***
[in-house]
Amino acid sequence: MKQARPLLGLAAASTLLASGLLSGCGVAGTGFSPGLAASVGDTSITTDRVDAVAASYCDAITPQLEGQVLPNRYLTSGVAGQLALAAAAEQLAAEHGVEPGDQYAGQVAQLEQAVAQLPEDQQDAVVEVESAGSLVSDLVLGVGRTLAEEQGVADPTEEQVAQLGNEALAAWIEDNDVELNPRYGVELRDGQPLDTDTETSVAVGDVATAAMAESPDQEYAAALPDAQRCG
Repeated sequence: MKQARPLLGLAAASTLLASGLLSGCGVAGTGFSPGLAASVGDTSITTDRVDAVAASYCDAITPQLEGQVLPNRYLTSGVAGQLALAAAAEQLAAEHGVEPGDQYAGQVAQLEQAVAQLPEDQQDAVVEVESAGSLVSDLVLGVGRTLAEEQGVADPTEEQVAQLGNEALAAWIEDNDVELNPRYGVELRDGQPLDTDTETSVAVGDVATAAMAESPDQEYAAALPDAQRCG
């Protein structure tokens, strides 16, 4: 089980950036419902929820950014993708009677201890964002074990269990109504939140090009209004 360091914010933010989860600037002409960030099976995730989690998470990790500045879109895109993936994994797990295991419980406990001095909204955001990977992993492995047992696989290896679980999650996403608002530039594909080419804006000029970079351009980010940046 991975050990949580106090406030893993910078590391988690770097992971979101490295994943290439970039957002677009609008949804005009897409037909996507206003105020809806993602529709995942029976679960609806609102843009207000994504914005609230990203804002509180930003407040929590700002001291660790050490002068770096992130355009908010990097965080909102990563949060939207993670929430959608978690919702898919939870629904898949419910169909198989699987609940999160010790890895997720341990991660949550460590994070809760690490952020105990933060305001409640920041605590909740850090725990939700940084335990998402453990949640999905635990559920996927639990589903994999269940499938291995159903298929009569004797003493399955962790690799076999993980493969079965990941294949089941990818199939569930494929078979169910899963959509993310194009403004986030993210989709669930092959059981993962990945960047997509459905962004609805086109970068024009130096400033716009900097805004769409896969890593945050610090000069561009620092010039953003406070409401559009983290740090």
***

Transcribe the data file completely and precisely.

[in-house]
Amino acid sequence: MKQARPLLGLAAASTLLASGLLSGCGVAGTGFSPGLAASVGDTSITTDRVDAVAASYCDAITPQLEGQVLPNRYLTSGVAGQLALAAAAEQLAAEHGVEPGDQYAGQVAQLEQAVAQLPEDQQDAVVEVESAGSLVSDLVLGVGRTLAEEQGVADPTEEQVAQLGNEALAAWIEDNDVELNPRYGVELRDGQPLDTDTETSVAVGDVATAAMAESPDQEYAAALPDAQRCG
Repeated sequence: MKQARPLLGLAAASTLLASGLLSGCGVAGTGFSPGLAASVGDTSITTDRVDAVAASYCDAITPQLEGQVLPNRYLTSGVAGQLALAAAAEQLAAEHGVEPGDQYAGQVAQLEQAVAQLPEDQQDAVVEVESAGSLVSDLVLGVGRTLAEEQGVADPTEEQVAQLGNEALAAWIEDNDVELNPRYGVELRDGQPLDTDTETSVAVGDVATAAMAESPDQEYAAALPDAQRCG
């Protein structure tokens, strides 16, 4: 089980950036419902929820950014993708009677201890964002074990269990109504939140090009209004 360091914010933010989860600037002409960030099976995730989690998470990790500045879109895109993936994994797990295991419980406990001095909204955001990977992993492995047992696989290896679980999650996403608002530039594909080419804006000029970079351009980010940046 991975050990949580106090406030893993910078590391988690770097992971979101490295994943290439970039957002677009609008949804005009897409037909996507206003105020809806993602529709995942029976679960609806609102843009207000994504914005609230990203804002509180930003407040929590700002001291660790050490002068770096992130355009908010990097965080909102990563949060939207993670929430959608978690919702898919939870629904898949419910169909198989699987609940999160010790890895997720341990991660949550460590994070809760690490952020105990933060305001409640920041605590909740850090725990939700940084335990998402453990949640999905635990559920996927639990589903994999269940499938291995159903298929009569004797003493399955962790690799076999993980493969079965990941294949089941990818199939569930494929078979169910899963959509993310194009403004986030993210989709669930092959059981993962990945960047997509459905962004609805086109970068024009130096400033716009900097805004769409896969890593945050610090000069561009620092010039953003406070409401559009983290740090």